On October 1, 2013, an American Muslim man who was repeatedly denied boarding flights in the United States because of his alleged inclusion on the federal No Fly List, filed this lawsuit in the U.S. District Court for the Southern District of New York against against the Department of Homeland Security ("DHS"), the Federal Bureau of Investigation ("FBI"), the Transportation Security Administration ("TSA"), and the Terrorist Screening Center ("TSC"), which created and maintained the No Fly List. On April 22, 2014, an amended complaint was filed, adding three additional American Muslim men that have been denied boarding on flights originating in or destined for the United States because of their alleged inclusion on the No Fly List.
The plaintiffs, represented by the Center for Constitutional Rights as well as private counsel, alleged that the defendants have used the No Fly List to punish and retaliate against them for declining to act as informants, and to spy on others, for the FBI. The plaintiffs were opposed to doing so for religious, moral, and political reasons. More specifically, some plaintiffs found themselves on the No Fly List shortly after refusing to become informants for the FBI. Later, the FBI told these plaintiffs that they could get off the No-Fly List only if they agreed to work for the FBI. Other plaintiffs were approached by the FBI shortly after being denied boarding on flights and were told they would be removed from the No Fly List if they agreed to work for the FBI.
The plaintiffs alleged that their inclusion on the No Fly List constituted: (1) retaliation in violation of their First Amendment rights to freedom of speech, association, and religion; (2) violation of the Religious Freedom Restoration Act ("RFRA"); (3) denial of procedural due process under the Fifth Amendment because the defendants have failed to give the plaintiffs any meaningful notice or opportunity to see or challenge the asserted reasons for their inclusion; and (4) unlawful agency action in violation of the Administrative Procedure Act ("APA").
The plaintiffs sought declaratory, injunctive, and monetary relief. More specifically, the plaintiffs sought removal of their names from the No-Fly List; declaratory and injunctive relief stating that they were kept on the No-Fly List without cause and in retaliation for their assertion of constitutional rights in refusing to work for the FBI; and declaratory and injunctive relief stating that the No-Fly List lacks due process and permits misuse.
The parties entered into discovery during which, the defendants filed two separate motions to dismiss on July 28, 2014. The first, on behalf of the Government, sought to dismiss all official capacity claims. The second, on behalf of the Agents, sought to dismiss all personal capacity claims.
On June 1, 2015, the Government moved to stay the official capacity claims. The government had revised the redress procedures available through administrative procedures as a result of the decision in Latif v. Holder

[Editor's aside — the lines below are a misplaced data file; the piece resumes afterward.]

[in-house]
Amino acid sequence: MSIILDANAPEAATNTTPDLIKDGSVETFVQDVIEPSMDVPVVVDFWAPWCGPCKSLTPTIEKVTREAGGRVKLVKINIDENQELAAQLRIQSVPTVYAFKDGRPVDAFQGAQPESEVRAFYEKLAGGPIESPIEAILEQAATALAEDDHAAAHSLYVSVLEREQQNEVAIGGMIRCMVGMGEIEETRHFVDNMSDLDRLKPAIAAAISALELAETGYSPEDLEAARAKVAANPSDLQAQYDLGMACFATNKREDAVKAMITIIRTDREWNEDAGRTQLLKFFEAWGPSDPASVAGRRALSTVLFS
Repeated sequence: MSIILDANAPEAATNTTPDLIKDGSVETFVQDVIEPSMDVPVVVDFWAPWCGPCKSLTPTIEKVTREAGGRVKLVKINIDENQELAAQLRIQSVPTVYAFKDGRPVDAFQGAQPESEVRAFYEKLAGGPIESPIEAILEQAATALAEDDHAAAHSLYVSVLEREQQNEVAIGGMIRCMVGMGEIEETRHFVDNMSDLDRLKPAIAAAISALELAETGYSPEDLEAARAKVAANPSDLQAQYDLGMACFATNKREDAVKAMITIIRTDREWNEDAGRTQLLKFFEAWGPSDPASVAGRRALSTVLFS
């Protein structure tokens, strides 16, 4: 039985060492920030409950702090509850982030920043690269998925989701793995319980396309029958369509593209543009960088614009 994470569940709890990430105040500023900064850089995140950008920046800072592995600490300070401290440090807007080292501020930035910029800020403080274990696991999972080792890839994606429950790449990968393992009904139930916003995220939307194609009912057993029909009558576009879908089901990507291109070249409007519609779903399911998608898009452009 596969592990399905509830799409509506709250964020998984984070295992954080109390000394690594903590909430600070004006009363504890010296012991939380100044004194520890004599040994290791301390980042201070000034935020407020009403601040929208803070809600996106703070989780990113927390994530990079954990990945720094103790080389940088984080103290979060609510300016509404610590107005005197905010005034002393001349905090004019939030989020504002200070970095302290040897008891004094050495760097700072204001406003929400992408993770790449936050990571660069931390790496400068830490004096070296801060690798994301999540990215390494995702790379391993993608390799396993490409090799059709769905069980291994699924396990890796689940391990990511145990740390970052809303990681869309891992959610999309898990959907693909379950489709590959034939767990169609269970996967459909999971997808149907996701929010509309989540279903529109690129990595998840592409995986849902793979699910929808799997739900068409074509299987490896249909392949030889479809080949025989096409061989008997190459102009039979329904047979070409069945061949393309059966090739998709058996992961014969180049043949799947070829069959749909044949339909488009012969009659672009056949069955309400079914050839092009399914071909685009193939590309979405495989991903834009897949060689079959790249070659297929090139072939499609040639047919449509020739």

, 28 F.Supp.3d 1134 (D.Or. 2014), which held various aspects of the process inadequate under the Fifth Amendment's Due Process Clause and the APA. The plaintiffs had elected to use these revised procedures, so the government argued for a stay of the plaintiffs' official capacity claims while the administrative process occurred. The government argued that the claims were likely to become moot in light of the revised procedures. Initially, the plaintiffs opposed the motion to stay. But, after the government advised the plaintiffs that it knew of “no reason” why they would be unable to fly in the future, the plaintiffs agreed voluntarily stayed their official capacity claims on June 10, 2015. The parties continued to litigate the monetary claims against the defendants in their personal capacities.
On September 3, 2015, the court (Judge Ronnie Abrams) dismissed all of the plaintiffs' personal capacity claims against the federal employees. The court held that the plaintiffs were not permitted to seek damages against the federal employees under either Bivens or the Religious Freedom Restoration Act. 128 F. Supp. 3d 756 (S.D.N.Y. 2015). The order did not address the plaintiffs' official capacity claims regarding the manner in which individuals are added to the No-Fly List or the procedures for challenging such inclusion. The court directed the plaintiffs to advise the court whether they wished to proceed on the official capacity claims. Responding to the court, the plaintiffs moved to voluntarily dismiss those remaining claims. Accordingly, on December 28, 2015, the court dismissed the remaining claims.
Final judgment in favor of the defendants was entered on February 17, 2016. Michael Mirdamadi - 05/11/2014
Jessica Kincaid - 04/22/2016